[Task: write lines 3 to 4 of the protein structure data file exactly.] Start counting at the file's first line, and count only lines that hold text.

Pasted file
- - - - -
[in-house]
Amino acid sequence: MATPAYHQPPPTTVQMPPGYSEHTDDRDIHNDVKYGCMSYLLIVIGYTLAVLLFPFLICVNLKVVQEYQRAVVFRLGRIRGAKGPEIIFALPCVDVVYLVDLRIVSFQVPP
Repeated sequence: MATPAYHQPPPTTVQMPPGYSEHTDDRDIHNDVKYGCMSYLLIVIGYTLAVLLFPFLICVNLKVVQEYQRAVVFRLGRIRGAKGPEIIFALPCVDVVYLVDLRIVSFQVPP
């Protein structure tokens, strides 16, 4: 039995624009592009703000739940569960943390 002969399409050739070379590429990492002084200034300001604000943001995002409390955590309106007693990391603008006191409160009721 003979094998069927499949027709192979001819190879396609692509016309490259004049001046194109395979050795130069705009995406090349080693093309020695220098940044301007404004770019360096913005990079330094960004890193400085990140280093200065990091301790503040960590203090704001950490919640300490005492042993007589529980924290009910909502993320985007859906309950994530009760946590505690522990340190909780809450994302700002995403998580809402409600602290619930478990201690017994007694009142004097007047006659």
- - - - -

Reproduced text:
Repeated sequence: MATPAYHQPPPTTVQMPPGYSEHTDDRDIHNDVKYGCMSYLLIVIGYTLAVLLFPFLICVNLKVVQEYQRAVVFRLGRIRGAKGPEIIFALPCVDVVYLVDLRIVSFQVPP
């Protein structure tokens, strides 16, 4: 039995624009592009703000739940569960943390 002969399409050739070379590429990492002084200034300001604000943001995002409390955590309106007693990391603008006191409160009721 003979094998069927499949027709192979001819190879396609692509016309490259004049001046194109395979050795130069705009995406090349080693093309020695220098940044301007404004770019360096913005990079330094960004890193400085990140280093200065990091301790503040960590203090704001950490919640300490005492042993007589529980924290009910909502993320985007859906309950994530009760946590505690522990340190909780809450994302700002995403998580809402409600602290619930478990201690017994007694009142004097007047006659």